Jørgen Jakob Friis
I feel compelled to underline the fact that posture and Kamae is not - as far i see it - the same thing. Actually the first can exist without the second, Also it is not all Aikido senseis that put much emphasize on Kamae.
Kamae: A posture
or stance of readiness. In each kamae there are different positions for the hands or weapon. Jodan – high position; Chudan – middle position; Gedan – lower position.
or stance either with or without a weapon. kamae may also connote proper distance (ma ai) with respect to one's partner. Although ``kamae'' generally refers to a physical stance, there is an important parallel in aikido between one's physical and one's psychological bearing. Adopting a strong physical stance helps to promote the correlative adoption of a strong psychological attitude. It is important to try so far as possible to maintain a positive and strong mental bearing in aikido.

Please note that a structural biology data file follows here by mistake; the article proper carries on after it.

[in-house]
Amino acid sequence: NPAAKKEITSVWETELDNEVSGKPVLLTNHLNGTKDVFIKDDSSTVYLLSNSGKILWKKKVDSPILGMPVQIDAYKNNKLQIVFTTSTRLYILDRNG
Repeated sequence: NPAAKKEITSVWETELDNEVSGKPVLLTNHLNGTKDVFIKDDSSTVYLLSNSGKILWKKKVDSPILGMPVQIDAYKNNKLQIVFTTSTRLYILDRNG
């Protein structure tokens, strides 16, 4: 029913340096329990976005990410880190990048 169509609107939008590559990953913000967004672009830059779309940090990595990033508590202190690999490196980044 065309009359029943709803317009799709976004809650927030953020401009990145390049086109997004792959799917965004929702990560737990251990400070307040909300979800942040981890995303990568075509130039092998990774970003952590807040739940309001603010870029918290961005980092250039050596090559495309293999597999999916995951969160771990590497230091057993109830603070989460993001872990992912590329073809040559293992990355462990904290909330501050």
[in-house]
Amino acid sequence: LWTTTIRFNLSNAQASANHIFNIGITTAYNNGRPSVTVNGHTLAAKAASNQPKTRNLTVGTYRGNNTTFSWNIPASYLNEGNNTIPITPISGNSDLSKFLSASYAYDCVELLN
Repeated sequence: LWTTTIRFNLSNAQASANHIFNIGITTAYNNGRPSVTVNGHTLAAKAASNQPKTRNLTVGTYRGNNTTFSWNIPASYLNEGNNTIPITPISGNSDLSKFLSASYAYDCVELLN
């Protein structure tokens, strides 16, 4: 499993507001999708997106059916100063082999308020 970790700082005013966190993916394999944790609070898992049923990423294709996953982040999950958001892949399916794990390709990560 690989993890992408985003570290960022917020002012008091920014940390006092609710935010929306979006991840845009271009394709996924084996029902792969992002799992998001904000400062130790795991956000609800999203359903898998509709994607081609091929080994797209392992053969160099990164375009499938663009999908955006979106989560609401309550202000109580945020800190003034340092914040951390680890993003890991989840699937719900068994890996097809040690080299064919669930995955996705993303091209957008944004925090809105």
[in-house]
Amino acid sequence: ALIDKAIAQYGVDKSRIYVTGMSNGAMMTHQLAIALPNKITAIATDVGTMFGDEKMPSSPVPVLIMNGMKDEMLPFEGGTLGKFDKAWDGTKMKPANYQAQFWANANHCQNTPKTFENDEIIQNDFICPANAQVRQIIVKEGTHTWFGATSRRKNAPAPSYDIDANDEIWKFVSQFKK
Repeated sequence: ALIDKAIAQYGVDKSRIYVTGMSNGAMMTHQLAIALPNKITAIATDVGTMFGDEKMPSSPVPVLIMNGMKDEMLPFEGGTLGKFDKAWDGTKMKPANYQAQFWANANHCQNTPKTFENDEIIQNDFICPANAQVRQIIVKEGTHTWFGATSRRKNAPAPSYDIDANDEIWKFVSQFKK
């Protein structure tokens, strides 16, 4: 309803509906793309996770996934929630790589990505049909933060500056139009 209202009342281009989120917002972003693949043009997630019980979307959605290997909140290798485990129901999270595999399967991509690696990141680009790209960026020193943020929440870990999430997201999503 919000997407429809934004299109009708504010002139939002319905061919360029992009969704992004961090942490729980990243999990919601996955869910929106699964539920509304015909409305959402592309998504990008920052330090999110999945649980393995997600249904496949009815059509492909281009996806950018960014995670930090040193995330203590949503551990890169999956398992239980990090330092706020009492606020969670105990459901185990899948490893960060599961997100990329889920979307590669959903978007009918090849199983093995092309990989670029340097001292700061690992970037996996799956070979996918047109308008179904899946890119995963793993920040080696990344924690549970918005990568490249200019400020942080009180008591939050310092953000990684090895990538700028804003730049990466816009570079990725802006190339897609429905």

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Kamae (構え?) is a Japanese term used in martial arts and traditional theater. It translates approximately to "posture".
The Kanji of this word means "base".
Kamae is to be differentiated from the word tachi (立ち?), used in Japanese martial arts to mean stance. While tachi (pronounced dachi when used in a compound) refers to the position of the body from the waist down, kamae refers to the posture of the entire body, as well as encompassing one's mental posture (i.e., one's attitude).
These connected mental and physical aspects of readiness may be referred to individually as kokoro-gamae (心構え?) and mi-gamae (身構え?), respectively.